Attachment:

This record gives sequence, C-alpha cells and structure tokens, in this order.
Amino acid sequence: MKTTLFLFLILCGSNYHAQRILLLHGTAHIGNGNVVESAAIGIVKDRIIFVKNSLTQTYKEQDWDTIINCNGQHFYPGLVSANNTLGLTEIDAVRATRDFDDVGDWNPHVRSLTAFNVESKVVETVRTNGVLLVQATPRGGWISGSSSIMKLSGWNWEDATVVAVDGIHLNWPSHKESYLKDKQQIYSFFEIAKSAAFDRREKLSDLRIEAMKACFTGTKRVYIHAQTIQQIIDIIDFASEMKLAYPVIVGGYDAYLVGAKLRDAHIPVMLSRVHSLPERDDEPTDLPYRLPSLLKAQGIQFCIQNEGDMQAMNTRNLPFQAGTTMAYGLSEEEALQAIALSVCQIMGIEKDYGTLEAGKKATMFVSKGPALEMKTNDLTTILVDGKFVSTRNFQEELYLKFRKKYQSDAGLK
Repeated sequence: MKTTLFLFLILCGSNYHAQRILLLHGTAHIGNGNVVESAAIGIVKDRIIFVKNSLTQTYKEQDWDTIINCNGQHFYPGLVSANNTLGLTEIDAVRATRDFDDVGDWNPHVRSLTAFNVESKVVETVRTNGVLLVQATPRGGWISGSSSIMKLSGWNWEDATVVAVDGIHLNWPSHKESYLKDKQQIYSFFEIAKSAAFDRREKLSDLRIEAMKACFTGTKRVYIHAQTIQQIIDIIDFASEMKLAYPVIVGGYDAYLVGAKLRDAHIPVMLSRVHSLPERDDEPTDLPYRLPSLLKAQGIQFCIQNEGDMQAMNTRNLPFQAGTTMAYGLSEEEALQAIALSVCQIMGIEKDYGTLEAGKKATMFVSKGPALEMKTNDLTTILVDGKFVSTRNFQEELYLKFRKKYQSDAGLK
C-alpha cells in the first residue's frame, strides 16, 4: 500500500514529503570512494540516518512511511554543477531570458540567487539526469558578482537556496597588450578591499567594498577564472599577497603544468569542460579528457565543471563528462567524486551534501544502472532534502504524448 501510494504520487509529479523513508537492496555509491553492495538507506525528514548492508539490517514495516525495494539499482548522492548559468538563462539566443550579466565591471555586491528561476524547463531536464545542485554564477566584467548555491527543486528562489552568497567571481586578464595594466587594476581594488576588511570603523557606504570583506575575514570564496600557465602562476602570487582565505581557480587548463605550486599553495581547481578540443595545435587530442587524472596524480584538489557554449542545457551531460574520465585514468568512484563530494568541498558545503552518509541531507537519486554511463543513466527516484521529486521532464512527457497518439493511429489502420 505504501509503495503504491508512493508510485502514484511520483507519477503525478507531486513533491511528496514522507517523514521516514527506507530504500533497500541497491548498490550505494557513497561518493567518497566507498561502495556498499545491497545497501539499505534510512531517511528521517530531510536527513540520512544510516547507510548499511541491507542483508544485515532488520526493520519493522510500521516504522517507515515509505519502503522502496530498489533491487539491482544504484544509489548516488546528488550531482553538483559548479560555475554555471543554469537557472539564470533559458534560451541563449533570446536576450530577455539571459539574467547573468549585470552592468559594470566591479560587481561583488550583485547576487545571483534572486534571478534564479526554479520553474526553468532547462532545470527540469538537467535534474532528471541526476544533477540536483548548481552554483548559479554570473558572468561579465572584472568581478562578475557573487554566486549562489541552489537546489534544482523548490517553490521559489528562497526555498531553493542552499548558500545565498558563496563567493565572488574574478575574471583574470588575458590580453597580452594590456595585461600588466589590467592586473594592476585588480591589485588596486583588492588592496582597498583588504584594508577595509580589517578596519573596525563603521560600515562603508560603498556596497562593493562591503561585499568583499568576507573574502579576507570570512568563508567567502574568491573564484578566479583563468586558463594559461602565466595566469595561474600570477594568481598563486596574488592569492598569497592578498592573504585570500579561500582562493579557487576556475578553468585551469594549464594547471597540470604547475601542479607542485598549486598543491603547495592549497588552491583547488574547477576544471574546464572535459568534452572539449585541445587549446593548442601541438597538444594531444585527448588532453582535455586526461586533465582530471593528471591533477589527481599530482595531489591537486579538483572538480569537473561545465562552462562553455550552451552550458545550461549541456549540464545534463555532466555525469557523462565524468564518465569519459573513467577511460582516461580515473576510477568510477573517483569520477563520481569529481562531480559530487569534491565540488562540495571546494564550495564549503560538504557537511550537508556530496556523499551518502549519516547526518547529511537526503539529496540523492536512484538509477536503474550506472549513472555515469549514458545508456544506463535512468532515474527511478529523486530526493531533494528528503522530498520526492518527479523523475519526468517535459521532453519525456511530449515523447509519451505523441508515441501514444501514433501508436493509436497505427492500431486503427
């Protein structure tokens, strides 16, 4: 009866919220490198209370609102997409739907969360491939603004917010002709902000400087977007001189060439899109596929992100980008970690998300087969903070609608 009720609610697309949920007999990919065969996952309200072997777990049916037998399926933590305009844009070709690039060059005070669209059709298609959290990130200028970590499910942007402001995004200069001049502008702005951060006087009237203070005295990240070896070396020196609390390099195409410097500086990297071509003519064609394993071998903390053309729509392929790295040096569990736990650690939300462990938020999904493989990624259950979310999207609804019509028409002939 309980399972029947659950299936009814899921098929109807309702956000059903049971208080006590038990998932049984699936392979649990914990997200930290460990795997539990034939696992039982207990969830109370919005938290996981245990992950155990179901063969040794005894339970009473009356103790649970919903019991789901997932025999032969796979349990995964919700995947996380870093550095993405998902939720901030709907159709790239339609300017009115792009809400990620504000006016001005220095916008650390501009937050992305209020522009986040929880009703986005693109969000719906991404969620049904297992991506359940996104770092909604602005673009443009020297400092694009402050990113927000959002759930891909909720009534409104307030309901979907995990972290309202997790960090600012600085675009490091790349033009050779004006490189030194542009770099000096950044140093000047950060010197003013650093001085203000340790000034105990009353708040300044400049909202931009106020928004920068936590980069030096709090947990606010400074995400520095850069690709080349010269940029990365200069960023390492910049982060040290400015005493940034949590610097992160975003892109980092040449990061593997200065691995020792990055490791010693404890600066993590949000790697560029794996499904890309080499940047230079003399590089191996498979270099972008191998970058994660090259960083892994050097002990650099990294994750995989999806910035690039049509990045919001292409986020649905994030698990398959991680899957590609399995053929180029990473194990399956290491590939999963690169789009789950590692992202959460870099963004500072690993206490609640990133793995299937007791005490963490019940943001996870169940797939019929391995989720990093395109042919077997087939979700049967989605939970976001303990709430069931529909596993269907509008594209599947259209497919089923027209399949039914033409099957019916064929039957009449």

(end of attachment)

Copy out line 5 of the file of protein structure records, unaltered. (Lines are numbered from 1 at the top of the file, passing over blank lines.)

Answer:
């Protein structure tokens, strides 16, 4: 009866919220490198209370609102997409739907969360491939603004917010002709902000400087977007001189060439899109596929992100980008970690998300087969903070609608 009720609610697309949920007999990919065969996952309200072997777990049916037998399926933590305009844009070709690039060059005070669209059709298609959290990130200028970590499910942007402001995004200069001049502008702005951060006087009237203070005295990240070896070396020196609390390099195409410097500086990297071509003519064609394993071998903390053309729509392929790295040096569990736990650690939300462990938020999904493989990624259950979310999207609804019509028409002939 309980399972029947659950299936009814899921098929109807309702956000059903049971208080006590038990998932049984699936392979649990914990997200930290460990795997539990034939696992039982207990969830109370919005938290996981245990992950155990179901063969040794005894339970009473009356103790649970919903019991789901997932025999032969796979349990995964919700995947996380870093550095993405998902939720901030709907159709790239339609300017009115792009809400990620504000006016001005220095916008650390501009937050992305209020522009986040929880009703986005693109969000719906991404969620049904297992991506359940996104770092909604602005673009443009020297400092694009402050990113927000959002759930891909909720009534409104307030309901979907995990972290309202997790960090600012600085675009490091790349033009050779004006490189030194542009770099000096950044140093000047950060010197003013650093001085203000340790000034105990009353708040300044400049909202931009106020928004920068936590980069030096709090947990606010400074995400520095850069690709080349010269940029990365200069960023390492910049982060040290400015005493940034949590610097992160975003892109980092040449990061593997200065691995020792990055490791010693404890600066993590949000790697560029794996499904890309080499940047230079003399590089191996498979270099972008191998970058994660090259960083892994050097002990650099990294994750995989999806910035690039049509990045919001292409986020649905994030698990398959991680899957590609399995053929180029990473194990399956290491590939999963690169789009789950590692992202959460870099963004500072690993206490609640990133793995299937007791005490963490019940943001996870169940797939019929391995989720990093395109042919077997087939979700049967989605939970976001303990709430069931529909596993269907509008594209599947259209497919089923027209399949039914033409099957019916064929039957009449």